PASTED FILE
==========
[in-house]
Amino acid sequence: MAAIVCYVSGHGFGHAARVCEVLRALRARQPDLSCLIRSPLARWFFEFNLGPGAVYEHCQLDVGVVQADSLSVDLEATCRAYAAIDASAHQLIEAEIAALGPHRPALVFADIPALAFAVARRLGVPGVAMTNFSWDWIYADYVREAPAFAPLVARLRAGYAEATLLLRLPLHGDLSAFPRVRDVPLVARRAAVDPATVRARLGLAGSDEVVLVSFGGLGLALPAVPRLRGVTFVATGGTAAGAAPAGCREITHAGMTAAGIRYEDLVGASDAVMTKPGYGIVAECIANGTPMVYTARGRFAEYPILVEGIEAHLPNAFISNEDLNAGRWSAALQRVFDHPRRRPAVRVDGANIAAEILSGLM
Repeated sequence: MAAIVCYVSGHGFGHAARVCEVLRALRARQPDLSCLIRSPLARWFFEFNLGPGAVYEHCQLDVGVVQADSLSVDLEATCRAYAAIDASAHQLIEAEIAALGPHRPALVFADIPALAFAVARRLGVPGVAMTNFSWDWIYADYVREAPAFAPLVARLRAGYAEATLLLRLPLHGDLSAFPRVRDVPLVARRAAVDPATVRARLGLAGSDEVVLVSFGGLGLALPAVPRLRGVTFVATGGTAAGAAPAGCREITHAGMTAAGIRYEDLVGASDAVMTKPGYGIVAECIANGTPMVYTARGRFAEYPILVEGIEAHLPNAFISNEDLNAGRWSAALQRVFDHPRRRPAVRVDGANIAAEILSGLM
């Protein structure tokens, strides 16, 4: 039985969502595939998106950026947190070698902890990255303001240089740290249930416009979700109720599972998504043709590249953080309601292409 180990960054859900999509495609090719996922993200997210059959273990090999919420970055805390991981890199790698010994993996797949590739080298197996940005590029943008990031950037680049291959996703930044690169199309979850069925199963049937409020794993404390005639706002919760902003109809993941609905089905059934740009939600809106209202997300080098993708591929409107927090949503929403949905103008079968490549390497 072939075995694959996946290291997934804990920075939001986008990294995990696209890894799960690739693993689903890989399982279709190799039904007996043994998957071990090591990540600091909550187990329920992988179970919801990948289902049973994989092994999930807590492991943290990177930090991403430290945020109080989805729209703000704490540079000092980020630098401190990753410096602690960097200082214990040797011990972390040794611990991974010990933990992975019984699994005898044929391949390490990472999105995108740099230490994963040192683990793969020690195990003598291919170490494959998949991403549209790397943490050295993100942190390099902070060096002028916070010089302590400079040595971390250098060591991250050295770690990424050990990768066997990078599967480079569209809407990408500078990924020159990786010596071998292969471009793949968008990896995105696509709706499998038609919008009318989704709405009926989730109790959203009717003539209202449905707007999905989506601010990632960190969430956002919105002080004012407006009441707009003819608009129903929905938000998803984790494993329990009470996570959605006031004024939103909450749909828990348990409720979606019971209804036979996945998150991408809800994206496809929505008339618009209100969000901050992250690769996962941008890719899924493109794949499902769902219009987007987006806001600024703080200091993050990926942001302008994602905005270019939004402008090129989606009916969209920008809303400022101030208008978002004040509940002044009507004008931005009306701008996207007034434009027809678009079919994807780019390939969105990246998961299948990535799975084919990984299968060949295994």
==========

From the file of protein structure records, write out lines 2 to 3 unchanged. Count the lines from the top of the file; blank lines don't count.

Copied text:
Amino acid sequence: MAAIVCYVSGHGFGHAARVCEVLRALRARQPDLSCLIRSPLARWFFEFNLGPGAVYEHCQLDVGVVQADSLSVDLEATCRAYAAIDASAHQLIEAEIAALGPHRPALVFADIPALAFAVARRLGVPGVAMTNFSWDWIYADYVREAPAFAPLVARLRAGYAEATLLLRLPLHGDLSAFPRVRDVPLVARRAAVDPATVRARLGLAGSDEVVLVSFGGLGLALPAVPRLRGVTFVATGGTAAGAAPAGCREITHAGMTAAGIRYEDLVGASDAVMTKPGYGIVAECIANGTPMVYTARGRFAEYPILVEGIEAHLPNAFISNEDLNAGRWSAALQRVFDHPRRRPAVRVDGANIAAEILSGLM
Repeated sequence: MAAIVCYVSGHGFGHAARVCEVLRALRARQPDLSCLIRSPLARWFFEFNLGPGAVYEHCQLDVGVVQADSLSVDLEATCRAYAAIDASAHQLIEAEIAALGPHRPALVFADIPALAFAVARRLGVPGVAMTNFSWDWIYADYVREAPAFAPLVARLRAGYAEATLLLRLPLHGDLSAFPRVRDVPLVARRAAVDPATVRARLGLAGSDEVVLVSFGGLGLALPAVPRLRGVTFVATGGTAAGAAPAGCREITHAGMTAAGIRYEDLVGASDAVMTKPGYGIVAECIANGTPMVYTARGRFAEYPILVEGIEAHLPNAFISNEDLNAGRWSAALQRVFDHPRRRPAVRVDGANIAAEILSGLM